In active combat areas, urgency prevailed. Indeed, it was imperative for sanitary reasons and for preserving morale among friendly forces, where conditions were practically stationary. This implied that operations always remained hazardous. There was almost no time to search the body, to remove personal effects, to verify and dispose of dog tags, and no time for records. An ordinary stick, a large rock, an abandoned vehicle, a particular landmark, or a rifle with bayonet stuck in the ground and a superimposed helmet on top would generally be used to indicate the location of a soldier’s body. It was then up to us, to move in, as soon as hostile activities were diminishing and forward movements continued, to start looking for the dead, and after due processing, bury them in the nearest established cemetery!
Identification and interment were very important functions of Graves Registration personnel. Processing usually started with collecting any identifying items, and if such action was impossible, fingerprints of all 10 fingers and complete dental charts would be taken. Careful search would once more take place before burial, and after the bodies had been fully identified and were ready for interment, they were to be wrapped in white mattress covers for burial. Paperwork and preparing the necessary Reports of Interments was the next phase.
One bone chilling November morning, we were shaken out of our warm bunks to go get some “Specialized Conditioning Training”. After a hurried breakfast we loaded into weapons carriers and jeeps. I drove a ¾-ton WC as the guys pulled up their collars, wrapped themselves in their overcoats and tightly jammed their hands into their coat pockets and tried to sleep. The convoy hastened from the Post, speeding thru the empty streets of Cheyenne. I didn’t know where we were going or why, I just followed the truck in front of me. Before long we had convoyed 100 miles and had arrived at the Denver City Hospital, this was mid-November of 1943.
We all detrucked and were herded thru a corridor to a room that I can only describe as a sort of Football Stadium with the playing field being an Autopsy Table with a covered body on it. Shortly, the Coroner and his assistant walked into the room and without hesitation started his examination. The patient was an unidentified young man who had collapsed and died on the streets of Denver. The Coroner explained his job was to determine the cause of death. He was very thorough and completely dissected the body using his knives, scalpels, saws, hammer and chisels. The only undissected portions of the body were the lower legs and arms. At different steps throughout the autopsy, some of the boys left the room. It was like the next step of the autopsy seemed worse than the previous and right up till the end, one or two men would turn and leave, their faces white. I noticed neither rank nor age was relevant.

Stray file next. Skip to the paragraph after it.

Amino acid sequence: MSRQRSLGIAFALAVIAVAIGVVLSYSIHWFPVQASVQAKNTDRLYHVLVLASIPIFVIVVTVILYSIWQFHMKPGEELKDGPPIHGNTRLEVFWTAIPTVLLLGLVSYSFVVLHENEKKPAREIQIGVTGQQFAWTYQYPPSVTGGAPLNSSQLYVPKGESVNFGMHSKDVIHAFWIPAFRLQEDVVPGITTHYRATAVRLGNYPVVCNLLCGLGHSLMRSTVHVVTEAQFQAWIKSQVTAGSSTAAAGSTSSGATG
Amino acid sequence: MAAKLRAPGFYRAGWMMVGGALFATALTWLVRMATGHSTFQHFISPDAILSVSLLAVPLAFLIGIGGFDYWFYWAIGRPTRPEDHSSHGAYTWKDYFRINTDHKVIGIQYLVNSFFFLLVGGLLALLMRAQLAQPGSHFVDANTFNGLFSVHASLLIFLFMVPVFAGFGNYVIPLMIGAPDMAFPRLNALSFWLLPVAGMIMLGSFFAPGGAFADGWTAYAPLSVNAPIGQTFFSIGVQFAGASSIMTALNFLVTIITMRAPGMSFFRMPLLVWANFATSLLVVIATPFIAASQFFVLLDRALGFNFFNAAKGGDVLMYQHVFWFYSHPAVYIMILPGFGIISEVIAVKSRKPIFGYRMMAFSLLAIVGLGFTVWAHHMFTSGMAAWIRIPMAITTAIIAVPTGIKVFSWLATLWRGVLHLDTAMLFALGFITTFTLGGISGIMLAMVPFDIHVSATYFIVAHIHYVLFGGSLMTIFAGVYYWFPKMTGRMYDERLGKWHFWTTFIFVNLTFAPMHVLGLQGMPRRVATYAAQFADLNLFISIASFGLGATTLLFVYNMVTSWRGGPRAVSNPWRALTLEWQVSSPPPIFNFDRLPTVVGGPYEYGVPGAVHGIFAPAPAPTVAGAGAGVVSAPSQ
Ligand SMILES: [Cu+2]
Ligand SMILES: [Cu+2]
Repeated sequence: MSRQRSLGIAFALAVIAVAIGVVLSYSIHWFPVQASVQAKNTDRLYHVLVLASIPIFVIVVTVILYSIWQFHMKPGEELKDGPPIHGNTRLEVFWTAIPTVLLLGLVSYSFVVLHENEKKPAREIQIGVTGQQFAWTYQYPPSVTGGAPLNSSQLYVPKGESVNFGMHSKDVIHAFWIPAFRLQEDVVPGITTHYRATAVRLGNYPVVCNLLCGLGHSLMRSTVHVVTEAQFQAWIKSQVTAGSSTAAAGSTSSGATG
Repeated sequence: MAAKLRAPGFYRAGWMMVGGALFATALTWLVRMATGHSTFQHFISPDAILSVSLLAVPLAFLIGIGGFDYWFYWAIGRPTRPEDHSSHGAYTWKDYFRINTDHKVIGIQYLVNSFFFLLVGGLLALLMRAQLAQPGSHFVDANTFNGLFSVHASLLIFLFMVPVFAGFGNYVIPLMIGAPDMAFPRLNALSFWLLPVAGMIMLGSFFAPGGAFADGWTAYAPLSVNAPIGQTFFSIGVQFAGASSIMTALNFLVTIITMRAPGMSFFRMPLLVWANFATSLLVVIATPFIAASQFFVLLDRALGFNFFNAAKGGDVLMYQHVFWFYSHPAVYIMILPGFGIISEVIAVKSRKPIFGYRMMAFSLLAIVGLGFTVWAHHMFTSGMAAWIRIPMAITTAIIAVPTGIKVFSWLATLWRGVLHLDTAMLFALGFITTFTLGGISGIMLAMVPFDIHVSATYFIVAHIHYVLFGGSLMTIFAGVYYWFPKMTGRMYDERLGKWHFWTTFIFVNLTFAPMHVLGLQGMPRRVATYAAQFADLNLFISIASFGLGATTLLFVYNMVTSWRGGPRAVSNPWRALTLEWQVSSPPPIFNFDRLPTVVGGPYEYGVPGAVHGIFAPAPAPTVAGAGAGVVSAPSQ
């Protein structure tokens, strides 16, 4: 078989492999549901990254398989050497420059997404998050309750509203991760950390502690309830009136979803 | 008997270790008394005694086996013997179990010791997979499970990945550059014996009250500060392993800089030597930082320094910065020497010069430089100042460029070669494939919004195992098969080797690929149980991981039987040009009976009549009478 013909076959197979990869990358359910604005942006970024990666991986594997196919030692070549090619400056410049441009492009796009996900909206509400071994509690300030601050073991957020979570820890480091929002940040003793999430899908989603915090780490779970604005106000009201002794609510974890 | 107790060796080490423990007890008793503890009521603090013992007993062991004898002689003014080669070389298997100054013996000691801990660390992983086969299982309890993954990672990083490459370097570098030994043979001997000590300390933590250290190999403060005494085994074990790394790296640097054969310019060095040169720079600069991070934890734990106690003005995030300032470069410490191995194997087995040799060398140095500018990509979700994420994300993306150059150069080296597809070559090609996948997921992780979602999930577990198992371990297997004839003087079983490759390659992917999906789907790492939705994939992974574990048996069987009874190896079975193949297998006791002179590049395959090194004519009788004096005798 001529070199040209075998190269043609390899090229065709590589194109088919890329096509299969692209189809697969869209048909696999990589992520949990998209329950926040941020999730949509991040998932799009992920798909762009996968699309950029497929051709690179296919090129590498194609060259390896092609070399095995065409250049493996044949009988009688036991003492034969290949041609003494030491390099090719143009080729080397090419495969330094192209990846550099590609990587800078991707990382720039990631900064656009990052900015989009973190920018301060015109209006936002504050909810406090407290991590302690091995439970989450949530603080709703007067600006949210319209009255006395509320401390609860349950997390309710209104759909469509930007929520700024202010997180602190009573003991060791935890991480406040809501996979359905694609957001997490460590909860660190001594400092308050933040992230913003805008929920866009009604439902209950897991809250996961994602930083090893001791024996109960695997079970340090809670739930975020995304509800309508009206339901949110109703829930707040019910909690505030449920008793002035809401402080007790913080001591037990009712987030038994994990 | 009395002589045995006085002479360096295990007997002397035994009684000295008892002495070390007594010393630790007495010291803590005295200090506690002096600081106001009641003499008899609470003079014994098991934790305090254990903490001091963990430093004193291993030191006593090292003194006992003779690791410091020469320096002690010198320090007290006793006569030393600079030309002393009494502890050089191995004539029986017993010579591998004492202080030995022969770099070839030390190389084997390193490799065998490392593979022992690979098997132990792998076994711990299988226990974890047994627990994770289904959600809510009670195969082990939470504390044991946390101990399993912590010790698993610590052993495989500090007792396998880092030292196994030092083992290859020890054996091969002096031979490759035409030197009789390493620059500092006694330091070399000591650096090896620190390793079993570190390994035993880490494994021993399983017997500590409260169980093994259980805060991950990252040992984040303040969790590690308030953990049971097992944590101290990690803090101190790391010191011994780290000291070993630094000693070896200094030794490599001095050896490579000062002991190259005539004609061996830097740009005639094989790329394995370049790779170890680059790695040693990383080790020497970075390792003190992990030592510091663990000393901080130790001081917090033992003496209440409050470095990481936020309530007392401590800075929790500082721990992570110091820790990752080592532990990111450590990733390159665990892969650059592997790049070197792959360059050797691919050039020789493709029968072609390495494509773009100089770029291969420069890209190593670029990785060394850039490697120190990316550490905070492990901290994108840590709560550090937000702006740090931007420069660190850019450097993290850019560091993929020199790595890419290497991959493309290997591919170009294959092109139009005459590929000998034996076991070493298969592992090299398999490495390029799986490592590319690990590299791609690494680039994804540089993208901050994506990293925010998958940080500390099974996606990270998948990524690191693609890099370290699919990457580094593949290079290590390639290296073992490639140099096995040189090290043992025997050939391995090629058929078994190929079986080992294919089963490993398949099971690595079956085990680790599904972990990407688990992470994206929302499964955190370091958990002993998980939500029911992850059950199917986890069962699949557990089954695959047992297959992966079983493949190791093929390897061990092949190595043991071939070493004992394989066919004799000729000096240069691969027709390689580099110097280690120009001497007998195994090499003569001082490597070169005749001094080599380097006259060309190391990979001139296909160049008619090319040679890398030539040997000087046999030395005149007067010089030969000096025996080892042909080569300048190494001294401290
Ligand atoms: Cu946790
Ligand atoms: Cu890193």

It didn’t seem to bother me because I had been involved in processing farm animals and wild game for food all my life. As the oldest boy in the family, separating the internal organs from the rest of the intestines of an animal was my job. The heart, liver, kidneys, brains and testicles were all meat for the family, and not to be wasted! As far as it being a human body, I had learned as a young child that the body of the deceased was just a shell. Where we lived in the Ozark Mountains it was 25 miles, almost a full day’s trip to an undertaker, who charged for their embalming services.
In our community when a person passed away from old age or from an accident, the body would be cleaned up and displayed in the person’s home. Most all of the neighbors would come to pay their respects to the deceased and the family. The next day the person would be buried in the local cemetery with the whole community attending the funeral. School would even be let out to go to the open casket funeral and pay their respects. At the funeral or a day or two later, Dr. Dickson would come by and fill out a death certificate and file it the next time he was at the Madison County Courthouse.
When the Coroner finished with his autopsy, he asked if there were any questions? No one said anything. Then he said: “OK, I’ve done my job, now you do your job, someone put this body back together”! I hadn’t really realized it but during the autopsy, I had been shuffled from about half way back in the pack forward, and I was standing almost next to the table. I took a step forward, pushed up my sleeves and put the parts back.
After, the Coroner announced his autopsy was complete, someone bellowed for us to take a break outside. The fresh cold air smelled good, but after what seemed like a very short time, someone ordered us to go back in. When we entered, there was another covered body on the table. This “Special Conditioning Training” lasted all day long only broken by lunch. While convoying back to Fort Warren that evening everyone seemed distant and there wasn’t much of the usual joking. As I was driving back, I remember thinking “Graves Registration’s not that bad”.